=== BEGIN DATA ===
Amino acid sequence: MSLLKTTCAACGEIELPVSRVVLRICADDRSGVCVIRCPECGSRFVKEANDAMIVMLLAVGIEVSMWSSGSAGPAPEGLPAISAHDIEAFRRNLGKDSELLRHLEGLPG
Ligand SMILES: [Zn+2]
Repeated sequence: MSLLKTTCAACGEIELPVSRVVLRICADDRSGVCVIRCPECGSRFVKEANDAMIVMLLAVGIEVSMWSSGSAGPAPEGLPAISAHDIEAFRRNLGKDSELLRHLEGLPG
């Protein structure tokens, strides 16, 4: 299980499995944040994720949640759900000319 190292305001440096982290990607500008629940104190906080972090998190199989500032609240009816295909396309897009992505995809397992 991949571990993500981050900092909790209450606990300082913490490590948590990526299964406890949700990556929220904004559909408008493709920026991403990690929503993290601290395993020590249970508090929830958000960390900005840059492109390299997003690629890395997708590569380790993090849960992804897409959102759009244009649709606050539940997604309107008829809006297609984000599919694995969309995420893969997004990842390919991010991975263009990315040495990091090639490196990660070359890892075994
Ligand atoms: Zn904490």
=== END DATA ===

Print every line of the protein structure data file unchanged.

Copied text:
Amino acid sequence: MSLLKTTCAACGEIELPVSRVVLRICADDRSGVCVIRCPECGSRFVKEANDAMIVMLLAVGIEVSMWSSGSAGPAPEGLPAISAHDIEAFRRNLGKDSELLRHLEGLPG
Ligand SMILES: [Zn+2]
Repeated sequence: MSLLKTTCAACGEIELPVSRVVLRICADDRSGVCVIRCPECGSRFVKEANDAMIVMLLAVGIEVSMWSSGSAGPAPEGLPAISAHDIEAFRRNLGKDSELLRHLEGLPG
């Protein structure tokens, strides 16, 4: 299980499995944040994720949640759900000319 190292305001440096982290990607500008629940104190906080972090998190199989500032609240009816295909396309897009992505995809397992 991949571990993500981050900092909790209450606990300082913490490590948590990526299964406890949700990556929220904004559909408008493709920026991403990690929503993290601290395993020590249970508090929830958000960390900005840059492109390299997003690629890395997708590569380790993090849960992804897409959102759009244009649709606050539940997604309107008829809006297609984000599919694995969309995420893969997004990842390919991010991975263009990315040495990091090639490196990660070359890892075994
Ligand atoms: Zn904490």